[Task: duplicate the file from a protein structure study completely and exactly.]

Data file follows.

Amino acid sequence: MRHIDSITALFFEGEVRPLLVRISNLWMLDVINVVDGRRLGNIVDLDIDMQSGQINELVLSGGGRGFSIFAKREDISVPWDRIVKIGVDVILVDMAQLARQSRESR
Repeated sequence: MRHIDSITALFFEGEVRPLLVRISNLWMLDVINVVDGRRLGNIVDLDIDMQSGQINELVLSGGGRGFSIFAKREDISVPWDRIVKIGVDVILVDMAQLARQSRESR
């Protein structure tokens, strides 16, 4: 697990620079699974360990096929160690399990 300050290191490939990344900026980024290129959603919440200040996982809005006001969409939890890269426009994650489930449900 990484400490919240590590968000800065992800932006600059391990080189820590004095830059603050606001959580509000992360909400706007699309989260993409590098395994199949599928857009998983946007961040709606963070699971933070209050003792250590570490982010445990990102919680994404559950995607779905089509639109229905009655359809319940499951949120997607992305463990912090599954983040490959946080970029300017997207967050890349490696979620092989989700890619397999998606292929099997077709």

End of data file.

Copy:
Amino acid sequence: MRHIDSITALFFEGEVRPLLVRISNLWMLDVINVVDGRRLGNIVDLDIDMQSGQINELVLSGGGRGFSIFAKREDISVPWDRIVKIGVDVILVDMAQLARQSRESR
Repeated sequence: MRHIDSITALFFEGEVRPLLVRISNLWMLDVINVVDGRRLGNIVDLDIDMQSGQINELVLSGGGRGFSIFAKREDISVPWDRIVKIGVDVILVDMAQLARQSRESR
């Protein structure tokens, strides 16, 4: 697990620079699974360990096929160690399990 300050290191490939990344900026980024290129959603919440200040996982809005006001969409939890890269426009994650489930449900 990484400490919240590590968000800065992800932006600059391990080189820590004095830059603050606001959580509000992360909400706007699309989260993409590098395994199949599928857009998983946007961040709606963070699971933070209050003792250590570490982010445990990102919680994404559950995607779905089509639109229905009655359809319940499951949120997607992305463990912090599954983040490959946080970029300017997207967050890349490696979620092989989700890619397999998606292929099997077709």